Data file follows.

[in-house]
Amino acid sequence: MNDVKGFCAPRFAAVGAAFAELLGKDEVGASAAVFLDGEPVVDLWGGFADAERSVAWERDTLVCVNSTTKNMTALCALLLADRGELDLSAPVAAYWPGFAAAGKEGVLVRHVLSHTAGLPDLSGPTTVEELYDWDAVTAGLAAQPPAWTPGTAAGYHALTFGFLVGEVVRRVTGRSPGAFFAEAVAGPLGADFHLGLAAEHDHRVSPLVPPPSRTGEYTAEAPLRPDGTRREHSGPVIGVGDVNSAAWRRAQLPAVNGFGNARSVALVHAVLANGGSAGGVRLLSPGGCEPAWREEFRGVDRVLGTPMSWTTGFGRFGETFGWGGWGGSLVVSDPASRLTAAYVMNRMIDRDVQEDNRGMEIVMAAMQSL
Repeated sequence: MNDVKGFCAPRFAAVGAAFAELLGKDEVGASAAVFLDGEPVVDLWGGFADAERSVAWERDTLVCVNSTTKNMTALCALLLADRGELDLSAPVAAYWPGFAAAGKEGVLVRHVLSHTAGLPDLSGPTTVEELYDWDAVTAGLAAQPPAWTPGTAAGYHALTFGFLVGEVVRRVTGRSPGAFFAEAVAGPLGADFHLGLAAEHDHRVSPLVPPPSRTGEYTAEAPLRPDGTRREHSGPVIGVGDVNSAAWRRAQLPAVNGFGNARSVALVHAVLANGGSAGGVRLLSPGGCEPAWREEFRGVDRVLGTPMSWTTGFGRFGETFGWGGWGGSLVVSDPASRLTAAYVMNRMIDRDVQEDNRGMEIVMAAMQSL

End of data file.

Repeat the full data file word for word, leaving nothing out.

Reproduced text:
[in-house]
Amino acid sequence: MNDVKGFCAPRFAAVGAAFAELLGKDEVGASAAVFLDGEPVVDLWGGFADAERSVAWERDTLVCVNSTTKNMTALCALLLADRGELDLSAPVAAYWPGFAAAGKEGVLVRHVLSHTAGLPDLSGPTTVEELYDWDAVTAGLAAQPPAWTPGTAAGYHALTFGFLVGEVVRRVTGRSPGAFFAEAVAGPLGADFHLGLAAEHDHRVSPLVPPPSRTGEYTAEAPLRPDGTRREHSGPVIGVGDVNSAAWRRAQLPAVNGFGNARSVALVHAVLANGGSAGGVRLLSPGGCEPAWREEFRGVDRVLGTPMSWTTGFGRFGETFGWGGWGGSLVVSDPASRLTAAYVMNRMIDRDVQEDNRGMEIVMAAMQSL
Repeated sequence: MNDVKGFCAPRFAAVGAAFAELLGKDEVGASAAVFLDGEPVVDLWGGFADAERSVAWERDTLVCVNSTTKNMTALCALLLADRGELDLSAPVAAYWPGFAAAGKEGVLVRHVLSHTAGLPDLSGPTTVEELYDWDAVTAGLAAQPPAWTPGTAAGYHALTFGFLVGEVVRRVTGRSPGAFFAEAVAGPLGADFHLGLAAEHDHRVSPLVPPPSRTGEYTAEAPLRPDGTRREHSGPVIGVGDVNSAAWRRAQLPAVNGFGNARSVALVHAVLANGGSAGGVRLLSPGGCEPAWREEFRGVDRVLGTPMSWTTGFGRFGETFGWGGWGGSLVVSDPASRLTAAYVMNRMIDRDVQEDNRGMEIVMAAMQSL